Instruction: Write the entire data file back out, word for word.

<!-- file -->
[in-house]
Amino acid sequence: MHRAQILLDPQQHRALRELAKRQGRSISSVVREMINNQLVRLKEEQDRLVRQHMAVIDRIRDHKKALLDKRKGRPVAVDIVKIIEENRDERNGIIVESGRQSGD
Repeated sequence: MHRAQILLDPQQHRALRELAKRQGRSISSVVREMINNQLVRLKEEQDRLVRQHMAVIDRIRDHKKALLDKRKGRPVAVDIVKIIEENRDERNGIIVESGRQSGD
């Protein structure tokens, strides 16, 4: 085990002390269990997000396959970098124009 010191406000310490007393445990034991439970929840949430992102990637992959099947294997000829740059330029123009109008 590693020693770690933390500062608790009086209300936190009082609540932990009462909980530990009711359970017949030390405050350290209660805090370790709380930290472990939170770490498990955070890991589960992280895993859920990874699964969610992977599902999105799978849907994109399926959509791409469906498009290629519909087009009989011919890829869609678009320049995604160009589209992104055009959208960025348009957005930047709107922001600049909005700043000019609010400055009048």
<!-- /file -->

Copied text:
[in-house]
Amino acid sequence: MHRAQILLDPQQHRALRELAKRQGRSISSVVREMINNQLVRLKEEQDRLVRQHMAVIDRIRDHKKALLDKRKGRPVAVDIVKIIEENRDERNGIIVESGRQSGD
Repeated sequence: MHRAQILLDPQQHRALRELAKRQGRSISSVVREMINNQLVRLKEEQDRLVRQHMAVIDRIRDHKKALLDKRKGRPVAVDIVKIIEENRDERNGIIVESGRQSGD
């Protein structure tokens, strides 16, 4: 085990002390269990997000396959970098124009 010191406000310490007393445990034991439970929840949430992102990637992959099947294997000829740059330029123009109008 590693020693770690933390500062608790009086209300936190009082609540932990009462909980530990009711359970017949030390405050350290209660805090370790709380930290472990939170770490498990955070890991589960992280895993859920990874699964969610992977599902999105799978849907994109399926959509791409469906498009290629519909087009009989011919890829869609678009320049995604160009589209992104055009959208960025348009957005930047709107922001600049909005700043000019609010400055009048």